Home How can I recursively find all files in current and subfolders based on wildcard matching?
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How can I recursively find all files in current and subfolders based on wildcard matching?

john Published in 2011-05-05 23:01:34Z

How can I recursively find all files in current and subfolders based on wildcard matching?

Iridann Reply to 2016-07-13 15:45:12Z

Use find for that:

find . -name "foo*"

find needs a starting point, and the . (dot) points to the current directory.

the Tin Man
the Tin Man Reply to 2014-10-16 16:58:21Z

find will find all files that match a pattern:

find . -name "*foo"

However, if you want a picture:

tree -P "*foo"

Hope this helps!

Andy Lester
Andy Lester Reply to 2014-02-03 22:56:42Z

Piping find into grep is often more convenient; it gives you the full power of regular expressions for arbitrary wildcard matching.

For example, to find all files with case insensitive string "foo" in the filename:

~$ find . -print | grep -i foo
kenorb Reply to 2017-11-30 13:01:41Z

If you shell supports a new globbing option (enable it by: shopt -s globstar), you can use:

echo **/*foo*

to find any files or folders recursively. This is supported by Bash 4, zsh and similar shells.

toddcscar Reply to 2017-01-14 02:47:53Z
find -L . -name "foo*"

In a few cases, I have needed the -L parameter to handle symbolic directory links. By default symbolic links are ignored. In those cases it was quite confusing as I would change directory to a sub-directory and see the file matching the pattern but find would not return the filename. Using -L solves that issue. The symbolic link options for find are -P -L -H

P_Jain Reply to 2017-02-05 13:32:47Z
find <directory_path>  -type f -name "<wildcard-match>"

In the wildcard-match you can provide the string you wish to match e.g. *.c (for all c files)

Alberto Reply to 2017-05-31 08:47:01Z

for file search
find / -xdev -name settings.xml --> whole computer
find ./ -xdev -name settings.xml --> current directory & its sub directory

for files with extension type

find . -type f -name "*.iso"
Aleksandar Pavić
Aleksandar Pavić Reply to 2017-08-09 06:45:11Z

Default way to search for recursive file, and available in most cases is

find . -name "filepattern"

It starts recursive traversing for filename or pattern from within current directory where you are positioned. With find command, you can use wildcards, and various switches, to see full list of options, type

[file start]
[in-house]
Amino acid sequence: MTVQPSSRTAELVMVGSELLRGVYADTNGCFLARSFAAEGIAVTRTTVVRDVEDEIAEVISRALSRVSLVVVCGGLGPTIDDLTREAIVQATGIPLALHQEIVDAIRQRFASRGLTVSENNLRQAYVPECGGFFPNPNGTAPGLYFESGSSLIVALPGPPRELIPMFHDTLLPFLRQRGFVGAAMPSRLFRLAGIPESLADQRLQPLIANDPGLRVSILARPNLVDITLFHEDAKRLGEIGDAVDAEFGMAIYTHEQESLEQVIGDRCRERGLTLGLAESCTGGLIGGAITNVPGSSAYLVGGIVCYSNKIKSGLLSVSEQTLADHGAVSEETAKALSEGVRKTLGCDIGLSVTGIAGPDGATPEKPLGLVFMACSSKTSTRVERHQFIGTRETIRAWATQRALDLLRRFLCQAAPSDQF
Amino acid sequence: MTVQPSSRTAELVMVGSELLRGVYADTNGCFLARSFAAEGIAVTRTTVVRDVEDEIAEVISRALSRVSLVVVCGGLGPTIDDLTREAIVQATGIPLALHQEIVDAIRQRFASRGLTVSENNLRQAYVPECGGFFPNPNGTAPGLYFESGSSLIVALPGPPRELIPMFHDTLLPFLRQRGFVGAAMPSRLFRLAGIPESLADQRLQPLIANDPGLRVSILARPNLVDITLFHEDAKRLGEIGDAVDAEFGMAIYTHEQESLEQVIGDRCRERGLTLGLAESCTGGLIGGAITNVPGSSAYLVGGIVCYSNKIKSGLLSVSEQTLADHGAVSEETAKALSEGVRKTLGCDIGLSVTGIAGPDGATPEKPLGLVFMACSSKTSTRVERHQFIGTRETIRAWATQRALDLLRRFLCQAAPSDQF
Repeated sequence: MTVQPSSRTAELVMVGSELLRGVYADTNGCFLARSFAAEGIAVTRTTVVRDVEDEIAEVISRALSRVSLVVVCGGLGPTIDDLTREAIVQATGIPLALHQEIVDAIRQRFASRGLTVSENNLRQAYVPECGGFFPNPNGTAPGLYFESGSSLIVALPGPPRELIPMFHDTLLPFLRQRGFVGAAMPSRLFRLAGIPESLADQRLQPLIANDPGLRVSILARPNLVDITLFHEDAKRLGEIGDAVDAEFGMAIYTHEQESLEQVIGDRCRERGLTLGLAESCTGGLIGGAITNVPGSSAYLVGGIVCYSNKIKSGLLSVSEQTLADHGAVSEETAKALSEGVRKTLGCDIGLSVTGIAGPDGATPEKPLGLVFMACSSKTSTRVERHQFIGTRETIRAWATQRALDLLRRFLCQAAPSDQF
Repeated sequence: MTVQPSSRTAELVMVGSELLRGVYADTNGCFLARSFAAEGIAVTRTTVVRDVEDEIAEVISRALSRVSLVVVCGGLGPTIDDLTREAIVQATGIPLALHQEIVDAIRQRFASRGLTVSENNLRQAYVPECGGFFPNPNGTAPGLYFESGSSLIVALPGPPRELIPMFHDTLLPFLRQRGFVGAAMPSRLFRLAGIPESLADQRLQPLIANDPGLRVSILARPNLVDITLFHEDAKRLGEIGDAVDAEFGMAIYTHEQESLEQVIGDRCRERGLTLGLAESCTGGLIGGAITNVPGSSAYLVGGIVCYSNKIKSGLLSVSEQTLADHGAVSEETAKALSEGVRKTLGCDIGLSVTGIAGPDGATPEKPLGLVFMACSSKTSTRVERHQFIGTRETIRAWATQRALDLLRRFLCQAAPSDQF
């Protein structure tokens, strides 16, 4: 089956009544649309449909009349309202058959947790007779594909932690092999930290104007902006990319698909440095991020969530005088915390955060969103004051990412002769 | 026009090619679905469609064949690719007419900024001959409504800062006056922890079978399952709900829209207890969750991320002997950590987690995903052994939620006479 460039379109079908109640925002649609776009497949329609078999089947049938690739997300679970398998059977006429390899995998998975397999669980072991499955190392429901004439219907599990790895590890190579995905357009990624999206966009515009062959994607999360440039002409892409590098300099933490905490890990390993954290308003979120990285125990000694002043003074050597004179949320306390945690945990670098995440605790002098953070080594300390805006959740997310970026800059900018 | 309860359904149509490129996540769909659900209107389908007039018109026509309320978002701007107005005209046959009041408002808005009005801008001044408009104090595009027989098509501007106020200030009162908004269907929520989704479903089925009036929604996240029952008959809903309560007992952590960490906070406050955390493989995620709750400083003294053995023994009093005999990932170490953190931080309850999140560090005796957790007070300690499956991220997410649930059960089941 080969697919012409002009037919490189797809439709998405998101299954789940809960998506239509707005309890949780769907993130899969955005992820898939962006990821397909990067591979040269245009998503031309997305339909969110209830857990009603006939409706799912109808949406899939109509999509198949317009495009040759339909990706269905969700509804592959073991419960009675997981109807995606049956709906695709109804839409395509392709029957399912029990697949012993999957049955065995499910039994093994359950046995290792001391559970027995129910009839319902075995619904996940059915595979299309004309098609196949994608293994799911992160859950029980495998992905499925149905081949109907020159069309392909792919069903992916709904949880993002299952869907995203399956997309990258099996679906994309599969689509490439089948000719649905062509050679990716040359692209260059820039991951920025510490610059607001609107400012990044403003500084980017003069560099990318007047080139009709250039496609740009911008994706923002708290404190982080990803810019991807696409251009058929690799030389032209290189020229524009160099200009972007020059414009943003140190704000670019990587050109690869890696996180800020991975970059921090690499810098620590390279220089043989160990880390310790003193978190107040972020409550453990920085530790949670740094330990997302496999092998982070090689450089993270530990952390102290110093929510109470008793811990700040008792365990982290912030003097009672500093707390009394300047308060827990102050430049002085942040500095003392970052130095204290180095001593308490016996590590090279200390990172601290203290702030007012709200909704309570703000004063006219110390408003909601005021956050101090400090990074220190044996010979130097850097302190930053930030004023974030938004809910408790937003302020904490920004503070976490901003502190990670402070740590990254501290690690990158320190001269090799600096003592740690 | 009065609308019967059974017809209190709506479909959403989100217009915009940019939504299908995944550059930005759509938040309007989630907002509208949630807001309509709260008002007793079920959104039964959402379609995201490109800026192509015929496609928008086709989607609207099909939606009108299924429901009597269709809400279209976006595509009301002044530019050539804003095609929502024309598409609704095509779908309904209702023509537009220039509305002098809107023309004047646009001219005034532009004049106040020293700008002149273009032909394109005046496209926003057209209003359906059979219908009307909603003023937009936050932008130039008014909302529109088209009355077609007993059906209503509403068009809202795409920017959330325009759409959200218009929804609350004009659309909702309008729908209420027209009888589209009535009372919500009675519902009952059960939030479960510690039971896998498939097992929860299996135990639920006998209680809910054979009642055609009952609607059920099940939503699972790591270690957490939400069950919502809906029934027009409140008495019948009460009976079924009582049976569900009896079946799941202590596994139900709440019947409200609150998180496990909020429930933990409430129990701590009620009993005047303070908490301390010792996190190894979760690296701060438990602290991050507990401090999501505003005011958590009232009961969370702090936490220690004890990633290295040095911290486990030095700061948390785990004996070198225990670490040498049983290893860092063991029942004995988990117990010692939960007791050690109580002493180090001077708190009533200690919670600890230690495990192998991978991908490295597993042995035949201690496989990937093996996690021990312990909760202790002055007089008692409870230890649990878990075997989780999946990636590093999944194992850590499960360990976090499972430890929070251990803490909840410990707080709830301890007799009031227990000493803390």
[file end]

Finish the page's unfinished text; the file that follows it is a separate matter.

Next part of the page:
man find

or if man pages aren't available at your system

find --help

However, there are more modern and faster tools then find, which are traversing your whole filesystem and indexing your files, one such common tool is locate or slocate/mlocate, you should check manual of your OS on how to install it, and once it's installed it needs to initiate database, if install script don't do it for you, it can be done manually by typing

sudo updatedb

And, to use it to look for some particular file type

locate filename

Or, to look for filename or patter from within current directory, you can type:

 pwd | xargs -n 1 -I {} locate "filepattern"

It will look through its database of files and quickly print out path names that match pattern that you have typed. To see full list of locate's options, type: locate --help or man locate

Additionally you can configure locate to update it's database on scheduled times via cron job, so sample cron which updates db at 1AM would look like:

0 1 * * * updatedb

These cron jobs need to be configured by root, since updatedb needs root privilege to traverse whole filesystem.

Benjamin W.
Benjamin W. Reply to 2017-12-24 07:39:29Z

You can use:

# find . -type f  -name 'text_for_search'

If you want use REGX use -iname

# find . -type f  -iname 'text_for_search'
Aakash Wadhwa
Aakash Wadhwa Reply to 2017-12-24 07:29:52Z
$ find . -type f -name “pattern-to-search”

This will print all files with pattern recursively from current directory to sub folders

Reza Harasani
Reza Harasani Reply to 2018-02-05 02:52:19Z

If you want to search special file with wildcard, you can used following code:

find . -type f -name "*.conf"

Suppose, you want to search every .conf files from here:

. means search started from here (current place)
-type means type of search item that here is file (f).
-name means you want to search files with *.conf names.

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